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Tissue-specific Leptin promoter DNA methylation is associated with maternal and infant perinatal factors
- Lesseur, Corina, Armstrong, David A., Paquette, Alison G., Koestler, Devin C., Padbury, James F., Marsit, Carmen J.
- Molecular and Cellular Endocrinology 2013 v.381 pp. 160-167
- DNA methylation, blood, epigenetics, gender, gene expression, genotype, humans, infant growth, infants, leptin, mothers, obesity, pregnancy outcome, single nucleotide polymorphism, small for gestational age, women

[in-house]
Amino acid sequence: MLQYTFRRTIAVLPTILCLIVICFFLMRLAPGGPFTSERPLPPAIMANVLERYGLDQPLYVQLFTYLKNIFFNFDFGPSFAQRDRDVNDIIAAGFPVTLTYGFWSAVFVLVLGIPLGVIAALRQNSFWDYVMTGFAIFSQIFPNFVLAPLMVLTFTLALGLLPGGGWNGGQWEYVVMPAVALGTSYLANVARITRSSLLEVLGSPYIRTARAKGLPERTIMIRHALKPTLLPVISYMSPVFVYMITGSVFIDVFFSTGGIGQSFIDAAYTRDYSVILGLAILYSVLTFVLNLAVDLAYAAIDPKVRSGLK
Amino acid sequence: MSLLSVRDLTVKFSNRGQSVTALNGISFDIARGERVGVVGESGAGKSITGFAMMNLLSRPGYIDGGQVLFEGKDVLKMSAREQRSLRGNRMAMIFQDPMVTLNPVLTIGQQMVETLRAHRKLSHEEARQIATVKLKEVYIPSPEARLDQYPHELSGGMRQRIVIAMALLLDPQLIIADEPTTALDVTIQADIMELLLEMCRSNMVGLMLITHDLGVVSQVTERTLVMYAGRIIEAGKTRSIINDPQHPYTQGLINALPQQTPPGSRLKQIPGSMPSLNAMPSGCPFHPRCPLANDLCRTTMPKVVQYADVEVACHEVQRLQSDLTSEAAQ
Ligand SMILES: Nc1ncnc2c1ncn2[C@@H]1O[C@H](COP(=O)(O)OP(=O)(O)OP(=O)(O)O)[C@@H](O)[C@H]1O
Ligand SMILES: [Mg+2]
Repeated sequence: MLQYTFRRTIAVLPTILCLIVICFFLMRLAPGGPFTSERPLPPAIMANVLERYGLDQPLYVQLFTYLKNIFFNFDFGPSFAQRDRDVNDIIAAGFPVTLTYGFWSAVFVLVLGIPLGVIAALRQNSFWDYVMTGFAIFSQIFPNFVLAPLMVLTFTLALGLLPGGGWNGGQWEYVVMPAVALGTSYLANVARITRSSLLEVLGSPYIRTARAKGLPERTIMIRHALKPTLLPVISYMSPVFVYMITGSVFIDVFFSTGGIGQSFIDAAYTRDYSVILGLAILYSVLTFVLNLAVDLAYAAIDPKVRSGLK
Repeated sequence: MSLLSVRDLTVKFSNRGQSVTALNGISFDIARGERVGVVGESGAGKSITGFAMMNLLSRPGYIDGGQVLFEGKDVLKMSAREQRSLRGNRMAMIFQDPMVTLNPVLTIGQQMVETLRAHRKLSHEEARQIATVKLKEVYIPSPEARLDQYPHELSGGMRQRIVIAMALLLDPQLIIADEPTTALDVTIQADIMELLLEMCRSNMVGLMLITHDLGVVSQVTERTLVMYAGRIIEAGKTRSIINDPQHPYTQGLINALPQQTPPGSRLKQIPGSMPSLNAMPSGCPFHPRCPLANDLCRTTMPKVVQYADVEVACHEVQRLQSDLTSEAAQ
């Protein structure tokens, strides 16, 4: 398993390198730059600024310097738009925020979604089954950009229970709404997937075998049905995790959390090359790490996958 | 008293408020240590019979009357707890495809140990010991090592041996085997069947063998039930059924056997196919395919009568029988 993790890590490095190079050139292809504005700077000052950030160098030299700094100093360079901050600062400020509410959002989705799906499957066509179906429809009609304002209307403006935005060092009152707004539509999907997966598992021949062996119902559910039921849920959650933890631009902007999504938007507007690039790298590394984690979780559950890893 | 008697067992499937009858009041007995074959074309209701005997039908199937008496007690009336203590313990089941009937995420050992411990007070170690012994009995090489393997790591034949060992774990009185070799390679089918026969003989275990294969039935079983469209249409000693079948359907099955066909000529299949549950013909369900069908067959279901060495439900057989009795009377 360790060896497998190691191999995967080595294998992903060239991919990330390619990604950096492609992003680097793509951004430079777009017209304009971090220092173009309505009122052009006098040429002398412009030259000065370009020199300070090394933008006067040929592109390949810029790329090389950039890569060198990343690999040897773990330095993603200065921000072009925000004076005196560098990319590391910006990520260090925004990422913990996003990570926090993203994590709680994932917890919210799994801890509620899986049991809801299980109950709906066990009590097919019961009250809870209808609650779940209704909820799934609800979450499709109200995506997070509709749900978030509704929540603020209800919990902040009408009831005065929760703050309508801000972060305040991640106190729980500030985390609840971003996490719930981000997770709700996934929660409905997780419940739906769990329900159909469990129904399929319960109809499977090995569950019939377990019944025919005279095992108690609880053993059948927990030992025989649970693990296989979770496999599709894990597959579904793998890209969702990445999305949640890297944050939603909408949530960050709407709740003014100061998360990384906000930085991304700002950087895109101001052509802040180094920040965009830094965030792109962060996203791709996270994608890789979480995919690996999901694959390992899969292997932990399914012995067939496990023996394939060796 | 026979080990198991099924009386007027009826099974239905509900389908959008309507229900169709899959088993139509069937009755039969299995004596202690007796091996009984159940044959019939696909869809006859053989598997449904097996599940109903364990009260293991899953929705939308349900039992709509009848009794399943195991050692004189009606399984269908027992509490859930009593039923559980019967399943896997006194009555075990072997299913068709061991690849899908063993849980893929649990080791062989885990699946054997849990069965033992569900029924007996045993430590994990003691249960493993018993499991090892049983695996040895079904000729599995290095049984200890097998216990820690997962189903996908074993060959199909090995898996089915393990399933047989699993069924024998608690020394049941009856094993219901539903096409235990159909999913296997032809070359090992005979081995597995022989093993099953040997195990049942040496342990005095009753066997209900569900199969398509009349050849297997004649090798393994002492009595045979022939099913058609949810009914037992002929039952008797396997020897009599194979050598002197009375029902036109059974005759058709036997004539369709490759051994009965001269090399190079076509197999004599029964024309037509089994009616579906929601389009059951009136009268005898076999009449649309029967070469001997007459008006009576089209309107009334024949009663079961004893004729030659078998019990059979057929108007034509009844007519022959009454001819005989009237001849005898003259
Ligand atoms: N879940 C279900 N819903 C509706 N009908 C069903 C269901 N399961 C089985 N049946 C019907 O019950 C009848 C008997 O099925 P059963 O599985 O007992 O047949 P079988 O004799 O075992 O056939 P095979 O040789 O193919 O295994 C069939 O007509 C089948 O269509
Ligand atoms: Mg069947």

- Leptin a regulator of body weight is involved in reproductive and developmental functions. Leptin promoter DNA methylation (LEP) regulates gene expression in a tissue-specific manner and has been linked to adverse pregnancy outcomes. In non-pathologic human pregnancies, we assessed LEP methylation, genotyped the single nucleotide polymorphism (SNP) rs2167270 in placental (n=81), maternal and cord blood samples (n=60), and examined the association between methylation, genotype, and perinatal factors. Maternal blood LEP methylation was lower in pre-pregnancy obese women (P=0.01). Cord blood LEP methylation was higher in small for gestational age (SGA) (P=4.6×10−3) and A/A genotype (P=1.6×10−4), lower (−1.47, P=0.03) in infants born to pre-pregnancy obese mothers and correlated (P=0.01) with maternal blood LEP. Gender was associated with placental LEP methylation (P=0.05). These results suggest that LEP epigenetic control may be influenced by perinatal factors including: maternal obesity, infant growth, genotype and gender in a tissue-specific manner and may have multigenerational implications.